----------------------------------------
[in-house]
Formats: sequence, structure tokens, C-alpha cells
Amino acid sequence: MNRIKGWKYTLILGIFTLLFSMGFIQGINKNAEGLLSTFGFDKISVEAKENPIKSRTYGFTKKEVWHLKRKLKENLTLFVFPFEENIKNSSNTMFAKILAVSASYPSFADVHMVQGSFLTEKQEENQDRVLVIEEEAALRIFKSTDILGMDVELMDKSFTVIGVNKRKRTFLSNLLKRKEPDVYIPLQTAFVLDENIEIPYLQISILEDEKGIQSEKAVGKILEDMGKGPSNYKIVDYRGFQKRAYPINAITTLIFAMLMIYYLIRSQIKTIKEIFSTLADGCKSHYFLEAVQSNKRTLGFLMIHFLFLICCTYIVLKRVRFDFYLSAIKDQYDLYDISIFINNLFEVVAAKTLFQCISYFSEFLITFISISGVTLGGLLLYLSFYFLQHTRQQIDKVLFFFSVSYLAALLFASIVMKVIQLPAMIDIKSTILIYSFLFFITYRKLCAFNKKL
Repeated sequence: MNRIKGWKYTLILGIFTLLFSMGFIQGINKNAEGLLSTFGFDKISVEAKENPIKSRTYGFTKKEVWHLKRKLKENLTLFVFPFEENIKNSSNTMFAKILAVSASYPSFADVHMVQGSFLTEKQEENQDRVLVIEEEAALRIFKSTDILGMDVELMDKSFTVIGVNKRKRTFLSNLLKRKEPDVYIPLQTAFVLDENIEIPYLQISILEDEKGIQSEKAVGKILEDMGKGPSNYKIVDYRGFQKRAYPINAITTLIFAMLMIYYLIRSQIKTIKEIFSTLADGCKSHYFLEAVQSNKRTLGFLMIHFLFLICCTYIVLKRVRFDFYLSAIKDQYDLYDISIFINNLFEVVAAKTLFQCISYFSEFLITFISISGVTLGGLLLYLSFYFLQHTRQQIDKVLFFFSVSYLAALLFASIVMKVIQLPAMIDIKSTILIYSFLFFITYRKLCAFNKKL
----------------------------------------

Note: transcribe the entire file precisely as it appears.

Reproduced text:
[in-house]
Formats: sequence, structure tokens, C-alpha cells
Amino acid sequence: MNRIKGWKYTLILGIFTLLFSMGFIQGINKNAEGLLSTFGFDKISVEAKENPIKSRTYGFTKKEVWHLKRKLKENLTLFVFPFEENIKNSSNTMFAKILAVSASYPSFADVHMVQGSFLTEKQEENQDRVLVIEEEAALRIFKSTDILGMDVELMDKSFTVIGVNKRKRTFLSNLLKRKEPDVYIPLQTAFVLDENIEIPYLQISILEDEKGIQSEKAVGKILEDMGKGPSNYKIVDYRGFQKRAYPINAITTLIFAMLMIYYLIRSQIKTIKEIFSTLADGCKSHYFLEAVQSNKRTLGFLMIHFLFLICCTYIVLKRVRFDFYLSAIKDQYDLYDISIFINNLFEVVAAKTLFQCISYFSEFLITFISISGVTLGGLLLYLSFYFLQHTRQQIDKVLFFFSVSYLAALLFASIVMKVIQLPAMIDIKSTILIYSFLFFITYRKLCAFNKKL
Repeated sequence: MNRIKGWKYTLILGIFTLLFSMGFIQGINKNAEGLLSTFGFDKISVEAKENPIKSRTYGFTKKEVWHLKRKLKENLTLFVFPFEENIKNSSNTMFAKILAVSASYPSFADVHMVQGSFLTEKQEENQDRVLVIEEEAALRIFKSTDILGMDVELMDKSFTVIGVNKRKRTFLSNLLKRKEPDVYIPLQTAFVLDENIEIPYLQISILEDEKGIQSEKAVGKILEDMGKGPSNYKIVDYRGFQKRAYPINAITTLIFAMLMIYYLIRSQIKTIKEIFSTLADGCKSHYFLEAVQSNKRTLGFLMIHFLFLICCTYIVLKRVRFDFYLSAIKDQYDLYDISIFINNLFEVVAAKTLFQCISYFSEFLITFISISGVTLGGLLLYLSFYFLQHTRQQIDKVLFFFSVSYLAALLFASIVMKVIQLPAMIDIKSTILIYSFLFFITYRKLCAFNKKL